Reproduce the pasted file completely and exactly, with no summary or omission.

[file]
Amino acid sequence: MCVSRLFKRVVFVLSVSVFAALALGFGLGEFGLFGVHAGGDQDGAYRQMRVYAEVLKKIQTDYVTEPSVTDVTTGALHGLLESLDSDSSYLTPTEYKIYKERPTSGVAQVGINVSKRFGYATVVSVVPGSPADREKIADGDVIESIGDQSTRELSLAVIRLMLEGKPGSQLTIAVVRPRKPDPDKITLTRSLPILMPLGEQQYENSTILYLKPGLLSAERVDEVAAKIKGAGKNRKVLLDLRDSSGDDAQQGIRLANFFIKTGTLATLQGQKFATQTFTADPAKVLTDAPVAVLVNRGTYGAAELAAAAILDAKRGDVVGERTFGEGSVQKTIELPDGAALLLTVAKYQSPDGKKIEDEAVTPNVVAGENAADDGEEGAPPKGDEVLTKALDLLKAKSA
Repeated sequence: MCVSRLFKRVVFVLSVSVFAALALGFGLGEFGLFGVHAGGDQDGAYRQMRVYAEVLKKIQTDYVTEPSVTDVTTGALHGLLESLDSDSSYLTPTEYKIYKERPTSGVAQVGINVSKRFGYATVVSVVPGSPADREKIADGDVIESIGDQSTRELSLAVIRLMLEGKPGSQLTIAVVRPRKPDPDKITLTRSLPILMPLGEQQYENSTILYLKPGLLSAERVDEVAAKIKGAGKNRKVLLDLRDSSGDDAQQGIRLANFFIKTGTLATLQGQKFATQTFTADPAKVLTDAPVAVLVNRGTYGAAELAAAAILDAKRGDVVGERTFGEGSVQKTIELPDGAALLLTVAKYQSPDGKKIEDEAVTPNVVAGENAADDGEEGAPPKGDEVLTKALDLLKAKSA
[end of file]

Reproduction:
Amino acid sequence: MCVSRLFKRVVFVLSVSVFAALALGFGLGEFGLFGVHAGGDQDGAYRQMRVYAEVLKKIQTDYVTEPSVTDVTTGALHGLLESLDSDSSYLTPTEYKIYKERPTSGVAQVGINVSKRFGYATVVSVVPGSPADREKIADGDVIESIGDQSTRELSLAVIRLMLEGKPGSQLTIAVVRPRKPDPDKITLTRSLPILMPLGEQQYENSTILYLKPGLLSAERVDEVAAKIKGAGKNRKVLLDLRDSSGDDAQQGIRLANFFIKTGTLATLQGQKFATQTFTADPAKVLTDAPVAVLVNRGTYGAAELAAAAILDAKRGDVVGERTFGEGSVQKTIELPDGAALLLTVAKYQSPDGKKIEDEAVTPNVVAGENAADDGEEGAPPKGDEVLTKALDLLKAKSA
Repeated sequence: MCVSRLFKRVVFVLSVSVFAALALGFGLGEFGLFGVHAGGDQDGAYRQMRVYAEVLKKIQTDYVTEPSVTDVTTGALHGLLESLDSDSSYLTPTEYKIYKERPTSGVAQVGINVSKRFGYATVVSVVPGSPADREKIADGDVIESIGDQSTRELSLAVIRLMLEGKPGSQLTIAVVRPRKPDPDKITLTRSLPILMPLGEQQYENSTILYLKPGLLSAERVDEVAAKIKGAGKNRKVLLDLRDSSGDDAQQGIRLANFFIKTGTLATLQGQKFATQTFTADPAKVLTDAPVAVLVNRGTYGAAELAAAAILDAKRGDVVGERTFGEGSVQKTIELPDGAALLLTVAKYQSPDGKKIEDEAVTPNVVAGENAADDGEEGAPPKGDEVLTKALDLLKAKSA